From the Chicago Tribune
At a large, established company, several employees get together and hatch a plan for a new business. Eventually, they make the leap, exiting their old firm and launching a venture that takes off and achieves great heights.
This oft-repeated tale is usually considered a business success story. Spin-offs have the potential to generate great value. New companies create jobs and spawn new products and services. When the process starts happening at a number of firms in the same place at the same time, business clusters form, spreading prosperity across an entire region.
Often overlooked in this rosy scenario, though, is the damage the established firm suffers from the departures of its creative employees. Losing talented people is never a good thing for a company, new or old. When they leave to start new firms, entrepreneurs take their knowledge with them. Because the new venture is usually in the same industry as the established firm, the incumbent tends to be hurt by the new competition.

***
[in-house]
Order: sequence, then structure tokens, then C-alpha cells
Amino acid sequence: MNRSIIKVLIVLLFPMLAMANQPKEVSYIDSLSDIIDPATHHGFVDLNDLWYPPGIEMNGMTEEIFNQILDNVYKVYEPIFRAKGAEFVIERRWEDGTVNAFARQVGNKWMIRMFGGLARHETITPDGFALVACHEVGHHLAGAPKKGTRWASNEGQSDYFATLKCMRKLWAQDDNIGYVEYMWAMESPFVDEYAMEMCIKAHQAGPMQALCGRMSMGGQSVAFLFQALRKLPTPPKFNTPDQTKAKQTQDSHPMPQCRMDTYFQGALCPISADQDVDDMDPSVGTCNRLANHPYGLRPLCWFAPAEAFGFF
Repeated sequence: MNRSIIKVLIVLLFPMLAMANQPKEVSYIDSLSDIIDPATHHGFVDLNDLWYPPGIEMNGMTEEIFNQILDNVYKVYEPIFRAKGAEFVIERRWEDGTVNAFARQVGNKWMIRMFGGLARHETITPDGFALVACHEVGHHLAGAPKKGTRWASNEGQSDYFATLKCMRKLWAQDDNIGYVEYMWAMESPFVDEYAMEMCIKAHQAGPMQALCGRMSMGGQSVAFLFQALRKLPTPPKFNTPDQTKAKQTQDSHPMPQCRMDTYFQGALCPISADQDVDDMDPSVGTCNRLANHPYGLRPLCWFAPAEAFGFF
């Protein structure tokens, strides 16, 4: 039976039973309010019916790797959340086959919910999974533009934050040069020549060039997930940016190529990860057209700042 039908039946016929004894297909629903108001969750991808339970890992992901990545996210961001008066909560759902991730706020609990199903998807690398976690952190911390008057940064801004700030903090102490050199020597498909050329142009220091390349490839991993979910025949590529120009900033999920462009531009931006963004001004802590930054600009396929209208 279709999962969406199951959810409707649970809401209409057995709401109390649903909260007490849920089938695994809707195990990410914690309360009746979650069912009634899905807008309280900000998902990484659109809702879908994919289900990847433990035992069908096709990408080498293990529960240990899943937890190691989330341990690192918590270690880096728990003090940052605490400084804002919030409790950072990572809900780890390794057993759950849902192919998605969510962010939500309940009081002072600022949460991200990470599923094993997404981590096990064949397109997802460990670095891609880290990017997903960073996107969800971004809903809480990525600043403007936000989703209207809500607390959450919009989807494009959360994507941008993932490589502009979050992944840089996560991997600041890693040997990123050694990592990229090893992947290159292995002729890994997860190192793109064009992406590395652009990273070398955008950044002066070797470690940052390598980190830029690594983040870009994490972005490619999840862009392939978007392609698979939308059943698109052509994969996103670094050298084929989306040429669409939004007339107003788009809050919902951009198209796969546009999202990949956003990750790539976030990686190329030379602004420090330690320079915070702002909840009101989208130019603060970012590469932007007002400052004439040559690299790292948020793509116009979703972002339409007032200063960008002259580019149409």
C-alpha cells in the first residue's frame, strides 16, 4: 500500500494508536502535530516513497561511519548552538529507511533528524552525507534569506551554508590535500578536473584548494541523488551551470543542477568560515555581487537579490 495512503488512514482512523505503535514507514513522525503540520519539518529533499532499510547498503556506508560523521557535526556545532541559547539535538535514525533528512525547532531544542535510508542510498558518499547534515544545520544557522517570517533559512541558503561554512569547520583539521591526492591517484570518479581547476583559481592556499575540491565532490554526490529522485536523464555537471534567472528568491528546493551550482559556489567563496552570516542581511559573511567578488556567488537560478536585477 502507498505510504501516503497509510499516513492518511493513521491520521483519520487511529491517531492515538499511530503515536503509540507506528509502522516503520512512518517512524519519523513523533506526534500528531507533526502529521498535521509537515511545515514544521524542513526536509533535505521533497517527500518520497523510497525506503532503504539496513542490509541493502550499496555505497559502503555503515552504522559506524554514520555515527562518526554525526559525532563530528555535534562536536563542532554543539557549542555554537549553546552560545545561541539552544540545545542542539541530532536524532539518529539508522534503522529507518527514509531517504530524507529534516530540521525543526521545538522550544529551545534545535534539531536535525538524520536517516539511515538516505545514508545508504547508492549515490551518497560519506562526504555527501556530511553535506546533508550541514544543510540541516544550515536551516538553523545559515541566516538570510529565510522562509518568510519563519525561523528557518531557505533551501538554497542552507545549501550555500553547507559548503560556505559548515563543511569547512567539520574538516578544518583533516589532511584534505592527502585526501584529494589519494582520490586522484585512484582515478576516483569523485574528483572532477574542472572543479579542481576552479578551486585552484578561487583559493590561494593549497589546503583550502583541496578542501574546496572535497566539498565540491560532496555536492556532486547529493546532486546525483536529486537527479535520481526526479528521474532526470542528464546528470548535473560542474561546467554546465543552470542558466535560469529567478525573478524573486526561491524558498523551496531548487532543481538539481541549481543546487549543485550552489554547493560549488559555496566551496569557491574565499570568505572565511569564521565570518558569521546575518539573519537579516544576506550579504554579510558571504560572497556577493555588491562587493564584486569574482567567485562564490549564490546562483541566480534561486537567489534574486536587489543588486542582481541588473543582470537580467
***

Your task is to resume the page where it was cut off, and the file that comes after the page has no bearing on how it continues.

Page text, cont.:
Read the full post at the Chicago Tribune.
Aleksandra Kacperczyk is the Fred Kayne (1960) Career Development Professor of Entrepreneurship and an Assistant Professor of Technological Innovation, Entrepreneurship, and Strategic Management at the MIT Sloan School of Management.